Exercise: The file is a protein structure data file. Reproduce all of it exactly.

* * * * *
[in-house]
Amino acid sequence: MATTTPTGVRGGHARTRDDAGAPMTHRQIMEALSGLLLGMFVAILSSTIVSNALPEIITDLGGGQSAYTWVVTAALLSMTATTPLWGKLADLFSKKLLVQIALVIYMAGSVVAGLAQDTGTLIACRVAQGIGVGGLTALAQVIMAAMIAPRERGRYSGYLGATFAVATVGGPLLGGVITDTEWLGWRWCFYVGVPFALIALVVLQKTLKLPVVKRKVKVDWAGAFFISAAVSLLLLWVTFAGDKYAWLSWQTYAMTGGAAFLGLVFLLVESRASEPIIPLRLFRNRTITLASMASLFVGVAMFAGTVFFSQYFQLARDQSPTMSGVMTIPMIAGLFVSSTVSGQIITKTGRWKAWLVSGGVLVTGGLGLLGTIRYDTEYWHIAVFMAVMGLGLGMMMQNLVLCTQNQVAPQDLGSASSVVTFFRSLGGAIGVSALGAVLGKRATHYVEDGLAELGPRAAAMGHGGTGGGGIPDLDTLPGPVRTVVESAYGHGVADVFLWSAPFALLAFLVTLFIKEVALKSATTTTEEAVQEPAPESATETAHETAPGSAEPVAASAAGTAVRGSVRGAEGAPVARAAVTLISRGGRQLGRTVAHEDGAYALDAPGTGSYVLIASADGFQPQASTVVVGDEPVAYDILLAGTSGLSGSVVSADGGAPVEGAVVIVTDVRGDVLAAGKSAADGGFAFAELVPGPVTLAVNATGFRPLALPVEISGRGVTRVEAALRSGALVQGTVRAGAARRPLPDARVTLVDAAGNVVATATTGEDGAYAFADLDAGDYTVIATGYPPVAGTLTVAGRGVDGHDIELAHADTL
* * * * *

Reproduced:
[in-house]
Amino acid sequence: MATTTPTGVRGGHARTRDDAGAPMTHRQIMEALSGLLLGMFVAILSSTIVSNALPEIITDLGGGQSAYTWVVTAALLSMTATTPLWGKLADLFSKKLLVQIALVIYMAGSVVAGLAQDTGTLIACRVAQGIGVGGLTALAQVIMAAMIAPRERGRYSGYLGATFAVATVGGPLLGGVITDTEWLGWRWCFYVGVPFALIALVVLQKTLKLPVVKRKVKVDWAGAFFISAAVSLLLLWVTFAGDKYAWLSWQTYAMTGGAAFLGLVFLLVESRASEPIIPLRLFRNRTITLASMASLFVGVAMFAGTVFFSQYFQLARDQSPTMSGVMTIPMIAGLFVSSTVSGQIITKTGRWKAWLVSGGVLVTGGLGLLGTIRYDTEYWHIAVFMAVMGLGLGMMMQNLVLCTQNQVAPQDLGSASSVVTFFRSLGGAIGVSALGAVLGKRATHYVEDGLAELGPRAAAMGHGGTGGGGIPDLDTLPGPVRTVVESAYGHGVADVFLWSAPFALLAFLVTLFIKEVALKSATTTTEEAVQEPAPESATETAHETAPGSAEPVAASAAGTAVRGSVRGAEGAPVARAAVTLISRGGRQLGRTVAHEDGAYALDAPGTGSYVLIASADGFQPQASTVVVGDEPVAYDILLAGTSGLSGSVVSADGGAPVEGAVVIVTDVRGDVLAAGKSAADGGFAFAELVPGPVTLAVNATGFRPLALPVEISGRGVTRVEAALRSGALVQGTVRAGAARRPLPDARVTLVDAAGNVVATATTGEDGAYAFADLDAGDYTVIATGYPPVAGTLTVAGRGVDGHDIELAHADTL